Further down the hall is another of Melbourne’s younger commercially-footed galleries, Haydens. Amalia Lindo’s The Cloud is of the Earth features prominently. For the work, the artist has engaged the global task-based gig-economy workforce of Amazon Mechanical Turk (MTurk). The name ominously references the eighteenth-century hoax whereby a chess-playing machine touted to be an automaton was actually operated by a human chess master hiding inside the mechanical illusion. 

The three-hundred online workers commissioned by Lindo respond to the Human Intelligence Task (HITs) by submitting short videos of personal significance from their mobile phone archives. Edited by Lindo into four video installations, the liquid-crystal display panels each sit between acrylic perspex held upright by wavy, manipulated stainless steel tubes. As the title suggests, these works ground and solidify the illusive, gaseous “cloud” with all the real-life physicality of server centre geopolitics and human captchas.

Amalia Lindo, The Cloud is of the Earth (v.1), 2021. Single channel video installation, audio, 17” liquid-crystal display panel, LCD controller board, stainless steel tube, acrylic perspex. Courtesy Haydens Gallery.

Adjacent to Lindo, Jordan Halsall speaks to the same paradox. Six hats sat spectrally on 3D-printed hat racks. Hats made from wheatgrass grown under the artist’s desk, with the heat of his computer accelerating the process the longer he worked at it. The wall works (laid flat), named Free your body are made from a bootleg Soylent recipe found on the Complete Foods forum where people attempt to live off seven ingredients for around $2 per day. Life hacks. Human captchas.

The tenor is not dissimilar across the road. Spring1883 continues at another satellite all the way up on level 8 of the Nicholas Building in CAVES’ intimate showing of Ruby Brown, Noriko Nakamura, Inbal Nissim and Bronte Stolz. (What role could Spring1883 play in the save the Nicholas Building campaign by the way?) Spinal Catastrophism (2021) by Stolz reflects the steeply pointed spinal-like spires of St Paul’s Cathedral still visible out the window. The work’s title references the esoteric book of the same name that draws on cryptic inclinations of J. G. Ballard, Georges Bataille, William Burroughs, André Leroi-Gourhan, Elaine Morgan, and Friedrich Nietzsche. Stolz speaks to existential trauma and apocalyptic consciousness drawing on a core idea of spinal catastrophism that historical progress is the unforeseeable result of cataclysmic disaster.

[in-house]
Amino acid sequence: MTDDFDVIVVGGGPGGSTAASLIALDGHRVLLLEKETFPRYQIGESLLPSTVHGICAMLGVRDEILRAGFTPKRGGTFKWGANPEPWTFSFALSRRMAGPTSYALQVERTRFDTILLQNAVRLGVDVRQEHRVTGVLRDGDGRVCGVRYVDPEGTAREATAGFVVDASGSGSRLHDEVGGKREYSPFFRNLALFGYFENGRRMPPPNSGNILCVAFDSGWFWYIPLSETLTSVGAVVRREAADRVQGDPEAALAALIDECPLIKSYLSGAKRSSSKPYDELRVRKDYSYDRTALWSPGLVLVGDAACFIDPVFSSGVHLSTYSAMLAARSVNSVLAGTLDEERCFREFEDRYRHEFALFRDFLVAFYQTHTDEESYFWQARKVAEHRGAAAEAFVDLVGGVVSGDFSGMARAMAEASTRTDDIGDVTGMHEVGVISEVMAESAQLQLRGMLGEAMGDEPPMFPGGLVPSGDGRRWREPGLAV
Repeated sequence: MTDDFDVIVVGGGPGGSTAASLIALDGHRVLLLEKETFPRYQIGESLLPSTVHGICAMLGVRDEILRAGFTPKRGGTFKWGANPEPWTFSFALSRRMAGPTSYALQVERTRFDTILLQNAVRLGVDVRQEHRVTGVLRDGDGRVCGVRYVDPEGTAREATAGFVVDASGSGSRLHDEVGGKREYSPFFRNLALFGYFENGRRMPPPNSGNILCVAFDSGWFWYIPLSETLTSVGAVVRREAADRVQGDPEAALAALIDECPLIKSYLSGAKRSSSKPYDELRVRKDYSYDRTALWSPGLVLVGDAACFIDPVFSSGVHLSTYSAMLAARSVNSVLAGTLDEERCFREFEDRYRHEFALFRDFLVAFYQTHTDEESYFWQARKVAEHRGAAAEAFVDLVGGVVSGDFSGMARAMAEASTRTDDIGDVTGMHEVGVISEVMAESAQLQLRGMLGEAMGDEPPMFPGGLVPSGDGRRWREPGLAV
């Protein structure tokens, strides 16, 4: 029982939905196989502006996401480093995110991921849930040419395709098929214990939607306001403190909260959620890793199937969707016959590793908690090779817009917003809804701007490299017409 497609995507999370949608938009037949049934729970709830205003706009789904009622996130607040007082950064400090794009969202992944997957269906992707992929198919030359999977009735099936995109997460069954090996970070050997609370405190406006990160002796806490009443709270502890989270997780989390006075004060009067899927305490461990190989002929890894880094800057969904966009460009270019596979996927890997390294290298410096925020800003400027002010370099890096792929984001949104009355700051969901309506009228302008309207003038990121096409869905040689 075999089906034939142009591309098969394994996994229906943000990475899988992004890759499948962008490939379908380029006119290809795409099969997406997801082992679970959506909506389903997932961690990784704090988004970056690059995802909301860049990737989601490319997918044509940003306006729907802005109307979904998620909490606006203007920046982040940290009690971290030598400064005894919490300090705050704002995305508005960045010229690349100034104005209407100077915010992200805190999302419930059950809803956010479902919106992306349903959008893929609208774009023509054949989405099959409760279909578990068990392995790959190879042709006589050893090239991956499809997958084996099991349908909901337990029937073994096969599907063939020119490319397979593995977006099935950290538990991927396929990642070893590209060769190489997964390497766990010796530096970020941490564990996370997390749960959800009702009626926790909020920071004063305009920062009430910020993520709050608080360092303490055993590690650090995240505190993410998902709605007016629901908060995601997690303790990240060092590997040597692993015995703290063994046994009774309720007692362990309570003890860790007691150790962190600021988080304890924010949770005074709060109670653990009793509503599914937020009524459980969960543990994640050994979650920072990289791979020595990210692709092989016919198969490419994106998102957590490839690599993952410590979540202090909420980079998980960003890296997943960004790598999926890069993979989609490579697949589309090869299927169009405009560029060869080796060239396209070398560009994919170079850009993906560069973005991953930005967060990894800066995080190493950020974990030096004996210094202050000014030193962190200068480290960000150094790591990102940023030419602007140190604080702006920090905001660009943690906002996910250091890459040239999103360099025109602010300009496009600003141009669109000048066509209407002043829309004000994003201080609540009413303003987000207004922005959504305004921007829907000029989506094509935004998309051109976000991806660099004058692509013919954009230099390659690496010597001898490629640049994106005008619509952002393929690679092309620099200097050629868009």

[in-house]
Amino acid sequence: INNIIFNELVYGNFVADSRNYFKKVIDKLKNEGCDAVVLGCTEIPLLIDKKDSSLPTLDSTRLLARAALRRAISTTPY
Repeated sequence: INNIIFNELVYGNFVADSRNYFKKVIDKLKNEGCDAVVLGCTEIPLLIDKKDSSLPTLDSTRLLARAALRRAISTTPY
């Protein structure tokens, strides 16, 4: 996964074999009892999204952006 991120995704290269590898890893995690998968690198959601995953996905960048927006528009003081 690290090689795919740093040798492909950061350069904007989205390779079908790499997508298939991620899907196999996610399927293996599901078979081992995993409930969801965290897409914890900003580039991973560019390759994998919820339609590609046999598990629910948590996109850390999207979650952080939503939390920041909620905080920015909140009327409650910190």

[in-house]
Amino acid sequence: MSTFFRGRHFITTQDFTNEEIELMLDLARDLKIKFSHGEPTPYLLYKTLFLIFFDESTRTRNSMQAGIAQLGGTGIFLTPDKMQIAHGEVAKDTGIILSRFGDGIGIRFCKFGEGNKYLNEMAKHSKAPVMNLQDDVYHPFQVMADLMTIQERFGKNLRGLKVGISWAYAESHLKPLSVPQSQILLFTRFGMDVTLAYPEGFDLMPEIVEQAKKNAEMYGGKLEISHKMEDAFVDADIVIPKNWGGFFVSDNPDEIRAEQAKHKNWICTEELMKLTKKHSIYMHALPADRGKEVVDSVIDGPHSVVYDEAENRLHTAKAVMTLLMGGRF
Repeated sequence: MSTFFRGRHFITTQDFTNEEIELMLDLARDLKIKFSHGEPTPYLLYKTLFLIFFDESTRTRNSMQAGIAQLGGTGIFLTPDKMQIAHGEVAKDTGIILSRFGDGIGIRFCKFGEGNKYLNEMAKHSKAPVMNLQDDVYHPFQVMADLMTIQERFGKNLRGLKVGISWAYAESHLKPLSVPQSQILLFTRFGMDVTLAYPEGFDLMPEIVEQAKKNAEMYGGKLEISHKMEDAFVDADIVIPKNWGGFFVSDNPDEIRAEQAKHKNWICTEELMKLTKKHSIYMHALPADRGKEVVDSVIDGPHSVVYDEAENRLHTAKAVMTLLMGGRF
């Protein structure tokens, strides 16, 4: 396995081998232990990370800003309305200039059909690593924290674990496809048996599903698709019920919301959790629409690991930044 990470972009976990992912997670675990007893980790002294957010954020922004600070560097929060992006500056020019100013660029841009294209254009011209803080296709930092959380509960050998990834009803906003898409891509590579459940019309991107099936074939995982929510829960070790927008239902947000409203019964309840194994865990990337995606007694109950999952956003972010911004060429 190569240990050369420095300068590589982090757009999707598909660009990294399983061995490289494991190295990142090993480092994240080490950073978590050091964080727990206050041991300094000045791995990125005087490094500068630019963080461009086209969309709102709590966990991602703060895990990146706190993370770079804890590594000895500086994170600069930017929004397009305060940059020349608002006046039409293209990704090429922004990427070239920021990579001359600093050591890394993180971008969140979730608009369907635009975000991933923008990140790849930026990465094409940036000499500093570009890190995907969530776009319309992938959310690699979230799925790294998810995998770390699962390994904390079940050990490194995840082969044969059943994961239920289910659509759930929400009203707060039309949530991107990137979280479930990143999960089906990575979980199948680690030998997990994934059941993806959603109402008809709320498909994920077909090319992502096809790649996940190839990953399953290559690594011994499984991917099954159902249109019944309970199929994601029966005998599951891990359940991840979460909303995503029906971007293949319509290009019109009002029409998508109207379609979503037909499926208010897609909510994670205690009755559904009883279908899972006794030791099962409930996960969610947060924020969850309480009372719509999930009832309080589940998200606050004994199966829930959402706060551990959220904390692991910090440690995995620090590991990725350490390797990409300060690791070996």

Bronte Stolz, Spinal Catastronphism, 2021, tin ingot, 43 x 33 x 7 cm. Photo: Izzie Austin

It’s odd that Soylent, the real-life meal replacement company founded in 2014, took their name from Harry Harrison’s ecological dystopian thriller/sci-fi Make Room! Make Room! (1966). In the 1973 film-version Soylent Green, Soylent is revealed to be made from human corpses, and the homes of the elite feature sex slaves who are referred to as furniture and wait on their masters. Whose taste buds are they trying to inspire? Is this hyperstition, sadistic corporate marketing, or both?

Our reality is the dystopian future of Soylent Green—dying oceans, rising temperatures, pollution, poverty, overpopulation and depleted resources blah blah. And, like Soylent Green, the works at Haydens and CAVES show the artificial, the cloud etc. to be driven by human flesh.

Tiresomely accustomed to digital programs, it’s easy for us to forget that these too are propped up by human labour/HITs on the ground. In this case, it’s the triple-over-work of artists and arts workers coming up with Covid-19 Sample Space experiments (aka CovidSafe plans), forced to make several plans all at once: an if-all-goes-well plan, an if-all-else-fails plan and an if-it-all-goes-to-shit plan. The latter plan is now activated. Spring1883 is viewable on Artsy “from the comfort” of your own home.